2019 / 74
07:15 – 09:45
Beautiful mild sunny morning, around 10°C.
Good light, virtually no breeze or cloud. F1 NW
with Tony Bunday (and Ernie)
One of those Red Letter Days when it all comes together.
Proper birding, at a site that I am privileged to serve as a steward. Full of good things because it is so clean, and undisturbed. Enjoy the pictures!
Tony has a new camera, with a super long zoom lens and was keen to try it out. He has never photographed a Hobby before, or seen a juvenile, so I was a little anxious that things would work out here. The birds can be very difficult sometimes, and I never know what to expect. I have had two Spotted Flycatcher sessions recently as well – surely it we can’t get both…?
At the east clearfell, a scattering of tits and a few Chiffchaffs round the edge. The resident juvenile (year old) Buzzard squeaking and perched up in the pines.
Our first encounter with a Hobby was brief, but encouraging. Closer inspection of the photographs later have led me to think this is an adult bird – taken halfway down Q2, looking north over the ‘Christmas tree’ plantation
Correction (9 September)
Opinion seems to favour this being an older juvenile, that fledged last year.
The dark cere and dull/pale vent would suggest it is not a full adult
So maybe one of the brood returning…?
As we turned into Upper Velmore, both the young Hobbies were in the top of the same tree they used last year and flew off immediately, without calling.
The headed out over the clearfell, and we followed.
Here, the light conditions were absolutely perfect, and after a frustrating 20 minutes scanning, one came in to the same Yew tree by the High Seat that they were in last week.
It sat right out in the open on an exposed branch, and left enough room to be joined by its sibling a few moments later! Best ever, incredible views followed.
We were able to watch the birds ‘chirping’ to each other, preening, nodding etc. Notice the brown feather edgings that confirm juvenile status – and of course the ‘fluffy’ down still on the flanks and belly.
What a treat.
The birds simply would not fly, and we moved on, leaving them perched in the sunshine.
Within moments, this came over, flying not much above head height, left to right:
A Kestrel. Rare here, but I wonder if it was this bird that was engaged with the Hobbies a week or so ago? It circled overhead, and moved off north. For a while…
As we moved along the northern track, a commotion overhead drew or attention to a Jackdaw and a Carrion Crow mobbing another bird of prey, which we initially assumed would be one of the Hobbies. Immediately wrong – it was a Sparrowhawk. In fact – and quite exceptionally, it was TWO Sparrowhawks!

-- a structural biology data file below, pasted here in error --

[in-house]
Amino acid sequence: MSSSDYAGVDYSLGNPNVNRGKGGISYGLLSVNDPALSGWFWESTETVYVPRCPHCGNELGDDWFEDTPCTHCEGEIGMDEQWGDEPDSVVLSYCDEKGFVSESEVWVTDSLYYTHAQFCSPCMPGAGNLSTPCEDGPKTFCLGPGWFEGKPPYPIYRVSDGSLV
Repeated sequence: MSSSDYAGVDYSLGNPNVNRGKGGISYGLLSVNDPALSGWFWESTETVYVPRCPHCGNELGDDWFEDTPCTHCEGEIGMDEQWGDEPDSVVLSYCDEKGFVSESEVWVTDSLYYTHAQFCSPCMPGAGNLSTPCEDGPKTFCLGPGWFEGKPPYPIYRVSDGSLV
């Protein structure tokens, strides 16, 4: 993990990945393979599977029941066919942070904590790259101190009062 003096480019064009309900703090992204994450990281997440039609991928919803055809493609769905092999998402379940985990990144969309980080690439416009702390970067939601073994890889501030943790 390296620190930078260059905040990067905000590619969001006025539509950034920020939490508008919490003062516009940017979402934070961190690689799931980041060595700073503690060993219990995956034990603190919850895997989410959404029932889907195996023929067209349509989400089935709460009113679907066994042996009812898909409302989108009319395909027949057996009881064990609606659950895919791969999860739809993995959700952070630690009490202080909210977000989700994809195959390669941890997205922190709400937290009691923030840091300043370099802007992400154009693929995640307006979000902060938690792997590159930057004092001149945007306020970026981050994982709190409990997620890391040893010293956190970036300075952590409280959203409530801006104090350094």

I have been confusing raptors left right and centre this last couple of weeks, and perhaps it’s no surprise. When they are all together, it’s less difficult to tell them apart.
Never Moments indeed. Three birds of prey, in the air together, at the same time!
Unique in my experience, surpassing even last year when I had Hobby and Kestrel for a while. The Kestrel today made a fleeting return, but the Sparrowhawks and the Hobbies stayed on view for the next half hour as we walked round the clearfell. They seemed to be clearly just enjoying the morning, and the flight of freedom.
Wonderful to watch – circling, hovering, chasing.
I am blessed.
Start the day
With birds of prey
Falcons and hawks
On morning walks
The south side of the Wood is bathed in beautiful sunshine, and feels lighter and potentially more interesting for early morning activity than the more familiar wayleave.
It was no surprise, but again a delight, to come across two groups of Willow Warblers and tits here. Especially the latter group, consisting of about 30 birds, predominantly in an alder, heavy with cones.
Willow Warblers are such delightful birds this time of year. They spiral and dance, falling like leaves as they move along between bushes. Never still for a moment, and constantly calling. And with them, yes. Again! Something white, large and ‘clumsy’ by character. Flitting in and out, then swooping back up to an exposed perch.
Spotted Flycatchers don’t tend to hide, and once you find them, they are easy to see.
Less easy to count this morning as at least two birds kept disappearing out of our view into a taller tree behind. There was one the other side of the track too, so we have agreed another three birds. Here are two different individuals:
A rare treat, and a proper good session of birding that return far better photography than we even hoped for. There is always something to see of course, and at this time of year the Wood is simply a beautiful place to be. To get lifetime best views of quality birds as well as perfect conditions is a very special thing, and I am thankful and humbled by the opportunity.
This really is a magical place.